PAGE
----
On November 12, I set off for Florence. We had a week off of classes, so I thought what better way to spend it than by visiting my friend, who is there on study abroad? I set off early in the morning and arrived in Florence at around 1pm, just in time to get lunch (pizza, of course). I was staying in an Air bnb, and when I arrived I was greeted by the woman living there (part of a couple who owned the flat). She did not speak much english at all, and I speak extremely limited (read 'no') Italian, but we managed to communicate with gestures, and, starting at this point and increasingly throughout the trip, I noticed that my Italian is coming back and I can actually understand some of what is being said. As for speaking...I can practice that more next time.
Following that, we explored the city. The place I was staying was very close to the Basilica of Santa Croce, just about a two-minute walk away. Santa Croce is the principal Franciscan church in Florence (and the largest in the world), and is in the piazza di Santa Croce (there are piazzas all over the city, and we walked from one to the other). Santa Croce is also where Galileo, Machiavelli, Michelangelo, and many other famous Italians are buried, and so it is consequently also known as, interestingly, the ‘Temple of the Italian Glories,’ and it is indeed a glorious piece of architecture. I went inside on my third day in Florence, and the inside is almost even more amazing than the outside. There are raised carvings all over the floors, life-size carvings of people (these look like tombs) and various other designs. The ceilings are high and carved in amazingly intricate detail, and the walls and ceiling are all painted with the most beautiful murals. Depictions of the life of Christ and of Bible scenes also adorn the walls, and, outside, there is a courtyard with a very green lawn and Cyprus trees.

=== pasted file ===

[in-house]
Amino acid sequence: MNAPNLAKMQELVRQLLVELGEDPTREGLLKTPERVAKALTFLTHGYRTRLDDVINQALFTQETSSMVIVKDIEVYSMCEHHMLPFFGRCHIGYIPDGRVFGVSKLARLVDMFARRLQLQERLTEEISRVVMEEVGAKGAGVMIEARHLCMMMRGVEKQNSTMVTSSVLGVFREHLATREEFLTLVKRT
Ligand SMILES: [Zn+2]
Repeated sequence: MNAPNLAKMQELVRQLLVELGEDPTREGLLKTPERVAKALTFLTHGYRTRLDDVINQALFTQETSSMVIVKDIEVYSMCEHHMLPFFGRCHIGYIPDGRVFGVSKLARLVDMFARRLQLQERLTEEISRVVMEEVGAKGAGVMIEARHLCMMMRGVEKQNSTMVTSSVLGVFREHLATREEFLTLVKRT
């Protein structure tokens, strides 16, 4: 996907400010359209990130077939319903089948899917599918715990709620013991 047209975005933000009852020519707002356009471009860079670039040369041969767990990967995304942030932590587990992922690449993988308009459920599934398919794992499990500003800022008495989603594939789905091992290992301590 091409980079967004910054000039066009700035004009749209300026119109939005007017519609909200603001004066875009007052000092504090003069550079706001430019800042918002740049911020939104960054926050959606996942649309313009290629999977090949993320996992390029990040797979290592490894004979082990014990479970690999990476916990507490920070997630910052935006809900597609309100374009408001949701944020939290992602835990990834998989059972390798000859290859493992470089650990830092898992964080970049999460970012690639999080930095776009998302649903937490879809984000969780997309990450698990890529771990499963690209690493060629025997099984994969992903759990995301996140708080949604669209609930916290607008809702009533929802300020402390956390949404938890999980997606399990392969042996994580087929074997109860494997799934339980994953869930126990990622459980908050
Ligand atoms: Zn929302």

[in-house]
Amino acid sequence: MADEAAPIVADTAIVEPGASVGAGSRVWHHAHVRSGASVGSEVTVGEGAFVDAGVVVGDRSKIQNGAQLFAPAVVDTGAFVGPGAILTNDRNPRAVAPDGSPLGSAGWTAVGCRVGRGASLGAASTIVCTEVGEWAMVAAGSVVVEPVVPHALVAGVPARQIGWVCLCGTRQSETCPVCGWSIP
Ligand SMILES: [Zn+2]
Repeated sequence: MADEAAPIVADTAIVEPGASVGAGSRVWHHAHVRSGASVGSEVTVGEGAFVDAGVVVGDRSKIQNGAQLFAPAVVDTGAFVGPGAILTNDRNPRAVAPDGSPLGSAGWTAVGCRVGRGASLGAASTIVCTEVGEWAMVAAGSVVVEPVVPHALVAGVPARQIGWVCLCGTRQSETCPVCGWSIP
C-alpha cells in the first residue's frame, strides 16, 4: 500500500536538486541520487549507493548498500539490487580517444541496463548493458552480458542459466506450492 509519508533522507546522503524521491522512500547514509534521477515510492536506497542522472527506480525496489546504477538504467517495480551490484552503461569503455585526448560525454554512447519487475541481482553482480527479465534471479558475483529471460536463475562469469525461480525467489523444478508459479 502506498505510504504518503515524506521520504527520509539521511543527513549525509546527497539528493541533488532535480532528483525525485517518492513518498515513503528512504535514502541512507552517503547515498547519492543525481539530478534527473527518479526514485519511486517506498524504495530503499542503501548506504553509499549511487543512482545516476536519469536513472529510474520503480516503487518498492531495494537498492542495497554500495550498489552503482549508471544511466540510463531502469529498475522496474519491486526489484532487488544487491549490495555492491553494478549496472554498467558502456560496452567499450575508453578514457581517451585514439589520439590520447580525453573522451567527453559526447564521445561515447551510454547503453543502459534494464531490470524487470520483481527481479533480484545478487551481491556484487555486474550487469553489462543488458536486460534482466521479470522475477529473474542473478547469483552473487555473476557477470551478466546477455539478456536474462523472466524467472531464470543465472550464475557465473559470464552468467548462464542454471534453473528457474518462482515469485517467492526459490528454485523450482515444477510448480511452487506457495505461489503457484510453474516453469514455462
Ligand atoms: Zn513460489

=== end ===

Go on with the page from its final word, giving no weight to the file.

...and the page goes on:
After Santa Croce, we walked to the Duomo, an architectural masterpiece. It is so big, and so beautiful, that it's hard to believe it's real when you look at it. Florence's streets are small and winding, and often you can't see what's around the corner until you turn. So imaging walking down a thin, crowded street and suddenly coming up on the Duomo. The experience is unreal. I felt like I could just stare at it forever.
After seeing the Duomo, we walked in a few other piazzas, many filled with amazing statues, and then went to a high vantage point (another piazza I think but I can’t remember the name) to watch the sun set over the city. On the way, we also crossed a couple bridges, including the Ponte Vecchio, a medieval bridge spanning the river Arno and famous for having houses and shops built into it. Imagine living on a bridge! Overall, this was a great first day, which, of course, ended with gelato.
On my second day in Florence, I began the morning with more strolling around the city. After lunch, we walked to the Giardino di Boboli, a park full of fountains, plants, and sculptures dating from the 16th-18th century. The hedges were all trimmed up, but among the hedges were secret paths, wild, untamed ones, making the huge gardens seem full of smaller, hidden gardens. The entirety of it was maze-like and, just like a smaller and verdant version of the streets of Florence, you never know what you might find around the corner. There are ice deposits somewhere (we never found them), a porcelain museum, mini mazes, fountains, a cafe, and more.